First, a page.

Thursday, September 29, 2011

Lesson #1

Now that I'm not leading Young Life anymore, I have lots of new found time on my hands. Which to many people probably sounds like a great thing. But for me, this has probably been one of the hardest things.

Before this past month, I cannot remember the last time I had TWO free evenings in one week. Free as in, there is absolutely nothing planned when I get off work. One thing I know about myself is that I am very performance oriented. I feel best when I do a good job and am accomplishing something. Having a personality like mine makes it very hard to fully grasp the concept of grace. The idea that my salvation, my relationship with God is not based on what I do, but what God has done. 

I remember when I first understood the amazing truth that Jesus Christ died for my sins so that I could have a relationship with Him. My response: give my life to Him. If He did something so amazing for me, it was the least I could do for Him. I'm not saying this response was wrong. I will be the first to tell you it was the best decision I've ever made. But in that response, there is still the little part of me that can't accept something for nothing. When I look at all God has done for me, I have to give something back. 

And Young Life provided me a great way to do that. Nearly every day of the past 10 years, I could point to something I did, and feel good that I had "done something for God". Now don't get me wrong. I knew that the things I did weren't earning my salvation. But it felt good to feel like I was giving something back. 

I think one thing that complicates this issue is the culture of the church in America today. I've read plenty of statistics about how people who call themselves Christians don't give any more of they money or time away than those who don't claim to be Christians.  We see plenty of people showing up for church on Sunday, only to go about living their lives the other 6 days and 23 hours no different than anyone who doesn't believe. The Bible warns against luke-warm faith, saying in the end they will be spit out. And the absolute last thing I want to be is luke-warm. 

Leading Young Life helped me feel assured that I was not a luke-warm Christian, and that I was living out my faith. And I can't say I didn't see this coming, but stepping away from Young Life took away all that false security that my faith is real, and I am not luke-warm, because I no longer have that safe place where I can live out my faith.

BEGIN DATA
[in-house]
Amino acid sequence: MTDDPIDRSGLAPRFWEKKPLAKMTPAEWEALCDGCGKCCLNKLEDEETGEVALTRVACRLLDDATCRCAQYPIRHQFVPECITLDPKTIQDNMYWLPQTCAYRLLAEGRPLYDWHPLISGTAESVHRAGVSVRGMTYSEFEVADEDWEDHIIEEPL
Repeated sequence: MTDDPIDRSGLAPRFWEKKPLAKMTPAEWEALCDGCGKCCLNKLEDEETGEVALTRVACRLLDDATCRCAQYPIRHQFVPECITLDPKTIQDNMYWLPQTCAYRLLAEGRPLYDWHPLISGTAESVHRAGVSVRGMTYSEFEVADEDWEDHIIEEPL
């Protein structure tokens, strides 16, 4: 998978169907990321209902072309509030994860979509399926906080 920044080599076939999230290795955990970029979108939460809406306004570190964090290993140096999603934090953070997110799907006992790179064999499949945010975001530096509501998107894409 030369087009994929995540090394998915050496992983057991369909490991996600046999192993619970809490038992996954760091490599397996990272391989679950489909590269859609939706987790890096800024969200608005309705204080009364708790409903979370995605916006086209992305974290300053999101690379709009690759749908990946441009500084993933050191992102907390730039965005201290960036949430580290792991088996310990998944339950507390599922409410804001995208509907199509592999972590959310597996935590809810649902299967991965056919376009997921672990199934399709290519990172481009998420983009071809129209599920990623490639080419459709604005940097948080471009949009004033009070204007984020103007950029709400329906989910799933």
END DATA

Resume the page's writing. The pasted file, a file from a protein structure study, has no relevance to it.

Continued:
While the Bible does warn against being luke-warm, Jesus also warns against a life of doing good things. 

21 “Not everyone who says to me, ‘Lord, Lord,’ will enter the kingdom of heaven, but only the one who does the will of my Father who is in heaven. 22 Many will say to me on that day, ‘Lord, Lord, did we not prophesy in your name and in your name drive out demons and in your name perform many miracles?’ 23 Then I will tell them plainly, ‘I never knew you. Away from me, you evildoers!’

Prophesying, driving out demons and healing are not enough. There is nothing we can do that is enough. Our salvation and our lives are about what Jesus did for us. Knowing God's will for our lives can only come from having a relationship with Him. I could lead Young Life for the rest of my life, but if I do not have a relationship with Jesus, it makes no difference. And when I was leading, things were getting so busy that my relationship with Him was suffering. 

I am confident that He called us away from the ministry so we could take some time and simply be with Him.  I am confident that there will be opportunities for future ministry that He is preparing us for right now. And so while it is hard to not see the students we love dearly as often as we would like, I am really beginning to believe that God loves me regardless of what I do for Him, and that my worth is not tied to what I am doing.

On a side note, we are currently involved in ministry through the rec program at our church, coaching a soccer team. However, because the time commitment for this is probably less than 3 hours a week, it doesn't quite fill the void left by leading. But, it has brought with it new challenges and lessons, which I  will share about next time. 

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